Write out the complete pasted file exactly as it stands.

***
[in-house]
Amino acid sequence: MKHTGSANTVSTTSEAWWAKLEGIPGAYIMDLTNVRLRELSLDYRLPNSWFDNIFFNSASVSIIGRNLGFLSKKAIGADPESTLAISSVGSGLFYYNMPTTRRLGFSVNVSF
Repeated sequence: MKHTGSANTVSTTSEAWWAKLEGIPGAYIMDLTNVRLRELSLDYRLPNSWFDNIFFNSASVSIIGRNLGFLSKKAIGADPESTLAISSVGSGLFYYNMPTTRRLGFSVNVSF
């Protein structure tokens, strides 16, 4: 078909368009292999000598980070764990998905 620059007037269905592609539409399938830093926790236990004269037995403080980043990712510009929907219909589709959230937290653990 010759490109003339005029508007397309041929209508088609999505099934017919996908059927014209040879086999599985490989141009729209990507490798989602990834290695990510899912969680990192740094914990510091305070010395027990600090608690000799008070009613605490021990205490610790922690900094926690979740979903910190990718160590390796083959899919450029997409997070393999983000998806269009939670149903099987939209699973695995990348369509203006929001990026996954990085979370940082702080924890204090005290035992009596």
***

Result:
[in-house]
Amino acid sequence: MKHTGSANTVSTTSEAWWAKLEGIPGAYIMDLTNVRLRELSLDYRLPNSWFDNIFFNSASVSIIGRNLGFLSKKAIGADPESTLAISSVGSGLFYYNMPTTRRLGFSVNVSF
Repeated sequence: MKHTGSANTVSTTSEAWWAKLEGIPGAYIMDLTNVRLRELSLDYRLPNSWFDNIFFNSASVSIIGRNLGFLSKKAIGADPESTLAISSVGSGLFYYNMPTTRRLGFSVNVSF
């Protein structure tokens, strides 16, 4: 078909368009292999000598980070764990998905 620059007037269905592609539409399938830093926790236990004269037995403080980043990712510009929907219909589709959230937290653990 010759490109003339005029508007397309041929209508088609999505099934017919996908059927014209040879086999599985490989141009729209990507490798989602990834290695990510899912969680990192740094914990510091305070010395027990600090608690000799008070009613605490021990205490610790922690900094926690979740979903910190990718160590390796083959899919450029997409997070393999983000998806269009939670149903099987939209699973695995990348369509203006929001990026996954990085979370940082702080924890204090005290035992009596």